Contracting programs must be dynamic; both government and industry should look for ways to continuously improve the process. The best opportunity to improve GSA Schedule pricing requires a laser focus on use of best commercial practices, to the extent possible and communication of well-developed requirements. Developing and communicating sound requirements empowers contractors to deliver best value solutions and lower cost outcomes for the American taxpayer. The GSA Schedule program allows customer agencies and contractors to focus on requirements through streamlined task order competitions built on the foundation of the schedule contracts and GSA’s e-systems.
President, Roger Waldron
Executive Vice President & General Counsel, Carolyn Alston
We invite you to learn more about the future of one of the largest segments of the Federal Market at the Future of Multiple Award Contracting forum, as government and industry experts share the latest information about program development. Registration opens at 7:00 a.m. and the program will be from 7:30 a.m. to 11 a.m. The forum will feature three panels:
Market, Statutory & Regulatory Panel:
- Moderator: David Drabkin, Director, Acquisition Policy, Northrop Grumman
- Jon Etherton, President, Etherton and Associates
- Brian Friel, Federal Business Analyst, Bloomberg Government (Read his latest article on MAC Pricing Checks!)
- Tom Sisti, Director and Chief Legislative Counsel, SAP
Acquisition Leadership Panels:
Panel 1: GWAC Strategies
- Moderator: Mike Pullen, Program Manager, Deloitte Services LP
- Robert Coen, Deputy Program Director, NIH Information Technology Acquisition and Assessment Center (NITAAC) GWAC Program, NIH
- Casey Kelly, Director, FAS Enterprise Government Acquisition Contract (GWAC) Center, GSA
- Joanne Woytek, Program Manager/CoTR, NASA SEWP
Panel 2: MAC & Enterprise Strategies
- Moderator: Roger Waldron, President, The Coalition for Government Procurement
- Jeff Koses, Director, Office of Acquisition Operations, GSA FAS
- Mike Smith, Director, Strategic Sourcing Program Office, DHS, EAGLE
- Elliott Branch, Deputy Assistant Secretary, Navy (Acquisition and Procurement) in the Office of the Assistant Secretary of the Navy (Research, Development and Acquisition), US Navy, SeaPort-e
The Future of Multiple Award Contracting forum will provide key business intelligence about these multi-billion dollar programs that is crucial for strategic business planning in the ever-changing fiscal climate. Join us at the Tower Club in Tysons Corner, VA on July 18, 2012, 7:00 a.m. – 11 a.m. Register now!
According to a recent report by the Office of Personnel Management (OPM), telework continues to increase for Federal employees. Of 87 agencies that participated in the annual OPM survey, all 87 reported implementing telework policies within their organization. A primary driver of the movement is the Telework Enhancement Act of 2010 which requires agencies to notify employees of their eligibility for the program and establish policies and procedures that support telework.
Government-wide, 32% of Federal workers (684,589 employees) are eligible to telework. This is a 10% increase compared to 2009. However, only about a quarter of these employees telework 3 or more days a week. Federal agencies with the largest percentage of teleworkers are the US Patent and Trademark Office (82%), General Services Administration (59%), Department of Treasury (48%) and the Department of Health and Human Services (42%).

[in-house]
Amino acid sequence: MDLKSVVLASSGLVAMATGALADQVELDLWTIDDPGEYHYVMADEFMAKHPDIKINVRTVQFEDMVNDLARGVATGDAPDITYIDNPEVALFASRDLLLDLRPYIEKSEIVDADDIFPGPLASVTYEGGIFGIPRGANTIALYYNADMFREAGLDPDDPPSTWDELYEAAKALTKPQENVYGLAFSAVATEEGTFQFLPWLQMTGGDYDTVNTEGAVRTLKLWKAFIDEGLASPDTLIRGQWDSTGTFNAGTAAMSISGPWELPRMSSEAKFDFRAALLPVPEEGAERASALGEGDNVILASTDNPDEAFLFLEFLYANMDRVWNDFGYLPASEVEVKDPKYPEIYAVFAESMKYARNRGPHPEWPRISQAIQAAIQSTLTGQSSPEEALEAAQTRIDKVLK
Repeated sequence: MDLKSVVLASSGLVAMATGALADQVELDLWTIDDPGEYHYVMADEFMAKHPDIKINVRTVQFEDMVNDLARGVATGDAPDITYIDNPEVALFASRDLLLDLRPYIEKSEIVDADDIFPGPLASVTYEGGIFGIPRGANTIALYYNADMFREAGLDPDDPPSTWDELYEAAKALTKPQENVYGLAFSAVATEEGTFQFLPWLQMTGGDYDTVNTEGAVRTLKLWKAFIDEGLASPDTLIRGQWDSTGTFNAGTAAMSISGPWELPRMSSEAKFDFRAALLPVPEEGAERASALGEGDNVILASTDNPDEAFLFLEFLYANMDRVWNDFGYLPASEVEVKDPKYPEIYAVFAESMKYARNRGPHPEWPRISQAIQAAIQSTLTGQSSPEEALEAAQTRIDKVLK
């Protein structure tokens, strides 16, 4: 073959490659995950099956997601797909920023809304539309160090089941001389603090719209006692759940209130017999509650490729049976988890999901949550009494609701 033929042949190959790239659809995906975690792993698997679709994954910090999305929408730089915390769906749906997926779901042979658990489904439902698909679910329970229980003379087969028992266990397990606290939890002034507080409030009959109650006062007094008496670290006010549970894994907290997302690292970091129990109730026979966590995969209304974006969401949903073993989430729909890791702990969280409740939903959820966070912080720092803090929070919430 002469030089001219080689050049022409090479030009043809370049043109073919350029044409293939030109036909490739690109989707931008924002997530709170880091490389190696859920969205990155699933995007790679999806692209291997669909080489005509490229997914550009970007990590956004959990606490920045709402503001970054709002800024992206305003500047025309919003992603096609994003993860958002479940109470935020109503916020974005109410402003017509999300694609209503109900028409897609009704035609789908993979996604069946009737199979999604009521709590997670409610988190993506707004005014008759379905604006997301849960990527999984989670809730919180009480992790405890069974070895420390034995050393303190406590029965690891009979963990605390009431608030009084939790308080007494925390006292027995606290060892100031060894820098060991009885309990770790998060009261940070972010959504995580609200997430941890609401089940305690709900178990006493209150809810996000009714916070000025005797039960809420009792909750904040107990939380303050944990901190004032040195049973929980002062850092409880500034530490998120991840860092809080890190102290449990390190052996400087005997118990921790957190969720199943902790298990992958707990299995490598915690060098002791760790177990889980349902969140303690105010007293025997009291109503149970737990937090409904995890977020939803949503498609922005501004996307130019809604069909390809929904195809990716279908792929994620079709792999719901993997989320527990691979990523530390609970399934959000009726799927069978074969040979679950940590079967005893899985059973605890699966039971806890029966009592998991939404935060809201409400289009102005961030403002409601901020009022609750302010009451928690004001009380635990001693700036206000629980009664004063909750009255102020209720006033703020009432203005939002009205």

While telework has increased, OPM acknowledges that barriers still exist for many agencies. The top three are resistance from key stakeholders (e.g. managers), technology, and data security concerns.
In terms of the supporting technology, OPM reported that Federal agencies are more likely to pay for the equipment Federal employees need to work from home versus the services, such as an internet connection. Of 81 agency respondents, 20 provided telework equipment, 26 shared equipment costs with employees, and 15 required employees to foot the bill. In contrast, only 7 agencies paid for telework support services (e.g., internet) and 50 relied on employees to pay.
According to OPM Director John Berry, “the use of telework is expanding and improving in the Federal Government. Ensuring its effective use will save energy and expense, boost accountability and resilience, and bring our Federal workforce the responsiveness and flexibility that is expected in the 21st century.”
With downward pressure on the Federal budget, agencies are adopting innovative means of reducing their property footprint and the workplace itself for many government employees. Learn more about this trend at the upcoming Alternative Workplace Strategies forum on July 24th hosted by the Federal Buildings Committee.
Alternative Workplace Strategies Forum
July 24th, 10 a.m. – 12 p.m.
1999 K Street, NW, Washington, DC
The event, which is open to all members, will feature a public/private sector dialogue on alternative workplace requirements and trends in the Federal market. Commercial best practices will also be presented as a model for Federal agencies as they transition to a more flexible mobile workplace and achieve their missions in the current budget environment.
• Larry Melton, Assistant Commissioner for Facilities Management, GSA Public Buildings Service (PBS)